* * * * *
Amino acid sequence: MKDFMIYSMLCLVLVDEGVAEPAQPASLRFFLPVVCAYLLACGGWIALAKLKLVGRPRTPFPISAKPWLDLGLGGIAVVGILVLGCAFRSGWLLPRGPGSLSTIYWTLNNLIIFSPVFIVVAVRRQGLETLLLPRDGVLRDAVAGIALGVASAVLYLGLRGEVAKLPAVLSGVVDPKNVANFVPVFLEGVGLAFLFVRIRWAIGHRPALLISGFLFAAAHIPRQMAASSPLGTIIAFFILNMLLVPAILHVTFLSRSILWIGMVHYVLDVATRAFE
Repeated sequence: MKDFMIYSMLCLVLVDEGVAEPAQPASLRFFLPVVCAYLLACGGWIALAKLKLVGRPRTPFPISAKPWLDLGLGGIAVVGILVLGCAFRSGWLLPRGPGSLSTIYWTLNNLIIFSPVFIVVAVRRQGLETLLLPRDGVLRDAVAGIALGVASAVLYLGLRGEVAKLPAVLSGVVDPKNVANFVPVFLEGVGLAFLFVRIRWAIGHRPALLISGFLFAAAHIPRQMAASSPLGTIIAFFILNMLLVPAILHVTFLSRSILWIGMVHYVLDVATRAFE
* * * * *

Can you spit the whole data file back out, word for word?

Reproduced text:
Amino acid sequence: MKDFMIYSMLCLVLVDEGVAEPAQPASLRFFLPVVCAYLLACGGWIALAKLKLVGRPRTPFPISAKPWLDLGLGGIAVVGILVLGCAFRSGWLLPRGPGSLSTIYWTLNNLIIFSPVFIVVAVRRQGLETLLLPRDGVLRDAVAGIALGVASAVLYLGLRGEVAKLPAVLSGVVDPKNVANFVPVFLEGVGLAFLFVRIRWAIGHRPALLISGFLFAAAHIPRQMAASSPLGTIIAFFILNMLLVPAILHVTFLSRSILWIGMVHYVLDVATRAFE
Repeated sequence: MKDFMIYSMLCLVLVDEGVAEPAQPASLRFFLPVVCAYLLACGGWIALAKLKLVGRPRTPFPISAKPWLDLGLGGIAVVGILVLGCAFRSGWLLPRGPGSLSTIYWTLNNLIIFSPVFIVVAVRRQGLETLLLPRDGVLRDAVAGIALGVASAVLYLGLRGEVAKLPAVLSGVVDPKNVANFVPVFLEGVGLAFLFVRIRWAIGHRPALLISGFLFAAAHIPRQMAASSPLGTIIAFFILNMLLVPAILHVTFLSRSILWIGMVHYVLDVATRAFE